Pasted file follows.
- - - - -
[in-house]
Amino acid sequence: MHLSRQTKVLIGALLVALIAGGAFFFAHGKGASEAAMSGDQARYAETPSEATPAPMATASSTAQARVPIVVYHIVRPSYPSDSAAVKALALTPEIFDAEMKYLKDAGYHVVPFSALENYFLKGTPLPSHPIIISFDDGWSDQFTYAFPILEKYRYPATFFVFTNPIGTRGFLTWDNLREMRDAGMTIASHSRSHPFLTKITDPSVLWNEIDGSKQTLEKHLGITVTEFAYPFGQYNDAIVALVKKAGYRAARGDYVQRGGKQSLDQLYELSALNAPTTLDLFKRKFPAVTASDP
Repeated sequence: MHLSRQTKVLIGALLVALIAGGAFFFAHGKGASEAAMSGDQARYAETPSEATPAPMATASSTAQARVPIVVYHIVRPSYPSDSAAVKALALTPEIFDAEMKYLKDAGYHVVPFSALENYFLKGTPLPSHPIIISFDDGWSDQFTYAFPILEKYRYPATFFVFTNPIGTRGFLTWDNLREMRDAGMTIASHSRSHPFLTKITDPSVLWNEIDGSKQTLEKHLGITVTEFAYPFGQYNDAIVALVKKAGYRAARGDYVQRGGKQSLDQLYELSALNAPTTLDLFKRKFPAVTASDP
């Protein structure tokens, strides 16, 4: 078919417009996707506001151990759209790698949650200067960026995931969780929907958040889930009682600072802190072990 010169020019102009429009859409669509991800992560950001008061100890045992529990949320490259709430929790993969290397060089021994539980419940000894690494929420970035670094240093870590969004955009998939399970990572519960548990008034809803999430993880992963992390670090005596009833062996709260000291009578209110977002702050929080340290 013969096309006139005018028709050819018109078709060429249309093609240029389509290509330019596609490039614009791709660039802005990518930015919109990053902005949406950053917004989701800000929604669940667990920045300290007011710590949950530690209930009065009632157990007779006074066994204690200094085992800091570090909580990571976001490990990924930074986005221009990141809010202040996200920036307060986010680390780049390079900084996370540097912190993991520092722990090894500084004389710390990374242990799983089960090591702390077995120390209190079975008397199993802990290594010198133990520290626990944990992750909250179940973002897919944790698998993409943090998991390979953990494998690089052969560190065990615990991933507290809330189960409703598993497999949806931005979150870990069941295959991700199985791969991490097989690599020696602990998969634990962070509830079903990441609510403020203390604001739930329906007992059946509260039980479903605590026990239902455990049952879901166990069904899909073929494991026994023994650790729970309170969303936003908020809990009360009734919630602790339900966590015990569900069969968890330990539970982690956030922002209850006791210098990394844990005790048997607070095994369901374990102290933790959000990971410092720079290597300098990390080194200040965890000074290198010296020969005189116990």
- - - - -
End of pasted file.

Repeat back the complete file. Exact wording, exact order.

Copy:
[in-house]
Amino acid sequence: MHLSRQTKVLIGALLVALIAGGAFFFAHGKGASEAAMSGDQARYAETPSEATPAPMATASSTAQARVPIVVYHIVRPSYPSDSAAVKALALTPEIFDAEMKYLKDAGYHVVPFSALENYFLKGTPLPSHPIIISFDDGWSDQFTYAFPILEKYRYPATFFVFTNPIGTRGFLTWDNLREMRDAGMTIASHSRSHPFLTKITDPSVLWNEIDGSKQTLEKHLGITVTEFAYPFGQYNDAIVALVKKAGYRAARGDYVQRGGKQSLDQLYELSALNAPTTLDLFKRKFPAVTASDP
Repeated sequence: MHLSRQTKVLIGALLVALIAGGAFFFAHGKGASEAAMSGDQARYAETPSEATPAPMATASSTAQARVPIVVYHIVRPSYPSDSAAVKALALTPEIFDAEMKYLKDAGYHVVPFSALENYFLKGTPLPSHPIIISFDDGWSDQFTYAFPILEKYRYPATFFVFTNPIGTRGFLTWDNLREMRDAGMTIASHSRSHPFLTKITDPSVLWNEIDGSKQTLEKHLGITVTEFAYPFGQYNDAIVALVKKAGYRAARGDYVQRGGKQSLDQLYELSALNAPTTLDLFKRKFPAVTASDP
């Protein structure tokens, strides 16, 4: 078919417009996707506001151990759209790698949650200067960026995931969780929907958040889930009682600072802190072990 010169020019102009429009859409669509991800992560950001008061100890045992529990949320490259709430929790993969290397060089021994539980419940000894690494929420970035670094240093870590969004955009998939399970990572519960548990008034809803999430993880992963992390670090005596009833062996709260000291009578209110977002702050929080340290 013969096309006139005018028709050819018109078709060429249309093609240029389509290509330019596609490039614009791709660039802005990518930015919109990053902005949406950053917004989701800000929604669940667990920045300290007011710590949950530690209930009065009632157990007779006074066994204690200094085992800091570090909580990571976001490990990924930074986005221009990141809010202040996200920036307060986010680390780049390079900084996370540097912190993991520092722990090894500084004389710390990374242990799983089960090591702390077995120390209190079975008397199993802990290594010198133990520290626990944990992750909250179940973002897919944790698998993409943090998991390979953990494998690089052969560190065990615990991933507290809330189960409703598993497999949806931005979150870990069941295959991700199985791969991490097989690599020696602990998969634990962070509830079903990441609510403020203390604001739930329906007992059946509260039980479903605590026990239902455990049952879901166990069904899909073929494991026994023994650790729970309170969303936003908020809990009360009734919630602790339900966590015990569900069969968890330990539970982690956030922002209850006791210098990394844990005790048997607070095994369901374990102290933790959000990971410092720079290597300098990390080194200040965890000074290198010296020969005189116990």